Venezuela's streets were quieter than normal on Tuesday, as a currency devaluation and package of economic measures by populist president Nicolas Maduro went into effect, and the opposition asked storekeepers to shut up shop in protest. Venezuela on Monday cut five zeros from prices and pegged the country’s currency to an obscure state-backed cryptocurrency, as part of a broad set of measures meant to address hyperinflation and an economic crisis.
The central bank reported a new exchange rate of 68 bolivars per euro, in line with the 60-bolivar-per-dollar rate that Maduro implied when he announced the new measures on Friday.
That would represent a devaluation of 96% from the previous official rate. But the impact of that is limited by the fact that most individuals and businesses were already relying on the black market for hard currency, where dollars currently fetch around 93 bolivars.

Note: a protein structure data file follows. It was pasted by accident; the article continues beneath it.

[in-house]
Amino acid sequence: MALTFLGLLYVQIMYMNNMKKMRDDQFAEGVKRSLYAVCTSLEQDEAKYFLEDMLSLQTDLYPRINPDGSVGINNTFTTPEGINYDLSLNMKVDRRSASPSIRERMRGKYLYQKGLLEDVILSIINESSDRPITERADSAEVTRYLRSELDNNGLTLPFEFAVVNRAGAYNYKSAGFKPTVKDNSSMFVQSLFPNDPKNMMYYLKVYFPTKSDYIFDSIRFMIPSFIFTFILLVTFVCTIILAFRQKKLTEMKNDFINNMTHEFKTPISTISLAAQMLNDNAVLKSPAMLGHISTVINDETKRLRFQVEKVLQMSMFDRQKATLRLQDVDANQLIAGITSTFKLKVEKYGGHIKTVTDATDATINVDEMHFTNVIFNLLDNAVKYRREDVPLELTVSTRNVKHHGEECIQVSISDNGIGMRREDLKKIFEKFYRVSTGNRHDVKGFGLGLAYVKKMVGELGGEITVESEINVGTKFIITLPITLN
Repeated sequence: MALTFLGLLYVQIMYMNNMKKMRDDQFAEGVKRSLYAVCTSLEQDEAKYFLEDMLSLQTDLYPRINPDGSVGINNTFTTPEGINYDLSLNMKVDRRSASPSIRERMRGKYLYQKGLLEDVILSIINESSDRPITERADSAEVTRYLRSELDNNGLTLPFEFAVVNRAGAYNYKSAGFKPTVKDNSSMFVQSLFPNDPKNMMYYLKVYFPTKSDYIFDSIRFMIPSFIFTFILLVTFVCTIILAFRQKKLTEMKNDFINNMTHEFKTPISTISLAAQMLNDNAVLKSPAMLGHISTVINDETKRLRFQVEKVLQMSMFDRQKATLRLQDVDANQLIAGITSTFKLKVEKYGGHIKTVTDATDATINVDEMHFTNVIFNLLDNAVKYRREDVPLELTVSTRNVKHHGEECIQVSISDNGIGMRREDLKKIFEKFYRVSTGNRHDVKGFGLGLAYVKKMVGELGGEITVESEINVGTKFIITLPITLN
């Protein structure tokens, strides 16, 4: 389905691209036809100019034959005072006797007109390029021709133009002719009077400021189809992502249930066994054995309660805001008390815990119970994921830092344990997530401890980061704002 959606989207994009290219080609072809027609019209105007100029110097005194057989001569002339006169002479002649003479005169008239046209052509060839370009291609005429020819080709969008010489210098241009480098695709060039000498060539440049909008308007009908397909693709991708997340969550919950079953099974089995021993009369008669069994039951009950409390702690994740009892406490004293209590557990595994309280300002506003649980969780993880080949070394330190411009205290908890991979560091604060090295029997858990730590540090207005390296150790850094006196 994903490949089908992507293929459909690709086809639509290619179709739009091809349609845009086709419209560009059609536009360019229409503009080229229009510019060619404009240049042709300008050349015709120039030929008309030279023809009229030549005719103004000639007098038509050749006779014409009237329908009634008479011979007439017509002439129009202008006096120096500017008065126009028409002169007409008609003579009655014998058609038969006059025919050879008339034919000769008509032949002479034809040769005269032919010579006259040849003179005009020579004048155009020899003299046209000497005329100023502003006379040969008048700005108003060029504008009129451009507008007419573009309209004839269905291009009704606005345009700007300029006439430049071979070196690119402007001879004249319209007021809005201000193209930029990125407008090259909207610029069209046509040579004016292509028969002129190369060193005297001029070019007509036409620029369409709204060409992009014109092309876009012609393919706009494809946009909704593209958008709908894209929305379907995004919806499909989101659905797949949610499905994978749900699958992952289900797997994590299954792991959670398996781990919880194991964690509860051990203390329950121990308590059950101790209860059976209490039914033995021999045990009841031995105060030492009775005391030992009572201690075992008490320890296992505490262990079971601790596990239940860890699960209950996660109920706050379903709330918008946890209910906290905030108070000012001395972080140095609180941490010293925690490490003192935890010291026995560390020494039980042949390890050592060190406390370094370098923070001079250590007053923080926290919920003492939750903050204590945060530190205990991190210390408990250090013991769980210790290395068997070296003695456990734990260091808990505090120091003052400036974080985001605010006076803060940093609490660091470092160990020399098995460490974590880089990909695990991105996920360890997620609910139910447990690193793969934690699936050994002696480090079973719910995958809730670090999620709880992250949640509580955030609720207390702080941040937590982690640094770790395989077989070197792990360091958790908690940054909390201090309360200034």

Critics slammed the plan as inadequate in the face of inflation that topped 82,000% in July and called for a one-day halt of commercial activities. Many shops closed in downtown Caracas, and opposition politician Andres Velasquez estimated that 60% of the population had joined the national strike.
In those stores that opened, items that cost 1,000,000 bolivars last week were remarked with price tags of 10 bolivars.
“All of us have lost (with these measures), and we are falling into an abyss,” Velasquez said at a news conference. “If we don’t stand firm against the regime, we’re going to have this regime forever, which is their plan.”
However a small group of government supporters marched toward the presidential palace in downtown Caracas to support Maduro’s economic measures.
Fedecamaras, the country’s main business group, slammed Maduro’s economic package as incoherent, and said that a significant minimum wage increase that is part of the plan would make it impossible for businesses to keep their doors open.
At major produce market Quinta Crespo, some stands were closed. Some employees were unable to get to work because they could not find public transportation, which has been in steady decline for months due to lack of auto parts.
Businesses were largely closed in the second-largest city, Maracaibo, which has suffered months of prolonged power outages, as well as in the smaller cities of Punto Fijo and Valencia. Banks had long lines outside as people sought to withdraw the newly released bills.